Our Operating Partnership may enter into tax protection agreements in connection with issuing OP units to acquire additional properties which could provide that, if we dispose of any interest in the protected acquired property to a certain time, we will indemnify the other party for its tax liabilities attributable to the built-in gain that exists with respect to such a property. Therefore, although it otherwise may be in our stockholders’ best interests that we sell one of these properties, it may be economically prohibitive for us to do so if we are a party to such a tax protection agreement. While we do not currently have any of these tax protection agreements in place, we may enter into such agreements in the future.


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Our redemption of OP Units could result in the issuance of a large number of new shares of our common stock and/or force us to expend significant cash, which may limit our funds necessary to make distributions on our common stock.

As of the date of this filing, unaffiliated third parties owned approximately 2.48% of the outstanding OP Units. Following any contractual lock-up provisions, including the one-year mandatory holding period, an OP Unitholder may require us to redeem the OP Units it holds for cash. At our election, we may satisfy the redemption through the issuance of shares of our common stock on a one-for-one basis. However, the limited partners’ redemption rights may not be exercised if and to the extent that the delivery of the shares upon such exercise would result in any person violating the ownership and transfer restrictions set forth in our charter. If a large number of OP Units were redeemed, it could result in the issuance of a large number of new shares of our common stock, which could dilute our existing stockholders’ ownership. Alternatively, if we were to redeem a large number of OP Units for cash, we may be required to expend significant amounts to pay the redemption price, which may limit our funds necessary to make distributions on our common stock. Further, if we do not have sufficient cash on hand at the time the OP Units are tendered for redemption, we may be forced to sell additional shares of our common stock or preferred stock to raise cash, which could cause dilution to our existing stockholders and adversely affect the market price of our common stock.

Our ability to pay distributions is limited by the requirements of Maryland law.

Our ability to pay distributions on our stock is limited by the laws of Maryland. Under applicable Maryland law, a Maryland corporation generally may not make a distribution if, after giving effect to the distribution, the corporation would not be able to pay its debts as the debts become due in the usual course of business or the corporation’s total assets would be less than the sum of its total liabilities plus, unless the corporation’s charter permits otherwise, the amount that would be needed, if the corporation were dissolved at the time of the distribution, to satisfy the preferential rights upon dissolution of stockholders whose preferential rights are superior to those receiving the distribution. Accordingly, we generally may not make a distribution on our stock if, after giving effect to the distribution, we would not be able to pay our debts as they become due in the usual course of business or our total assets would be less than the sum of our total liabilities plus, unless the terms of such class or series provide otherwise, the amount that would be needed to satisfy the preferential rights upon dissolution of the holders of shares of any class or series of stock then outstanding, if any, with preferences upon dissolution senior to those of such class of stock with respect to which the distribution would be made.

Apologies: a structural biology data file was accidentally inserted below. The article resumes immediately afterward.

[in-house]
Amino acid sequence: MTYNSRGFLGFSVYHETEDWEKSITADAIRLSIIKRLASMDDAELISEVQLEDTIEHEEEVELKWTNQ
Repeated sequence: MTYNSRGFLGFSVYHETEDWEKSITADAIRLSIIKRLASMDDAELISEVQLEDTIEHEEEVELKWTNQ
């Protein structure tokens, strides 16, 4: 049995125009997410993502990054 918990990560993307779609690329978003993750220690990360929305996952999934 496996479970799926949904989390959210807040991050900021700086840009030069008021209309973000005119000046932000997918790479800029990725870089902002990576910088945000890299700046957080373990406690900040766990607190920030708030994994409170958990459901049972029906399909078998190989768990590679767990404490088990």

Cybersecurity risks and cyber incidents may adversely affect our business by causing a disruption to our operations, or the operations of businesses in which we invest, a compromise or corruption of our confidential information and/or damage to our business relationships, all of which could negatively impact our business, financial condition and operating results.

In the normal course of business we and our service providers collect and retain certain personal information provided by our tenants, employees of our Administrator and Adviser, and vendors. We also rely extensively on computer systems to process transactions and manage our business. A cyber incident is considered to be any adverse event that threatens the confidentiality, integrity or availability of our information resources. These incidents may be an intentional attack or an unintentional event and could involve gaining unauthorized access to our information systems for purposes of misappropriating assets, stealing confidential information, corrupting data or causing operational disruption. The result of these incidents may include disrupted operations, misstated or unreliable financial data, liability for stolen assets or information, increased cybersecurity protection and insurance costs, litigation and damage to our business relationships. As our reliance on technology has increased, so have the risks posed to our information systems, both internal and those provided to us by third-party service providers. We have implemented processes, procedures and internal controls to help prevent, detect and mitigate cybersecurity risks and cyber intrusions, but these measures, as well as our increased awareness of the nature and extent of a risk of a cyber-incident, do not guarantee that a cyber-incident will not occur and/or that our financial results, operations or confidential information will not be negatively impacted by such an incident.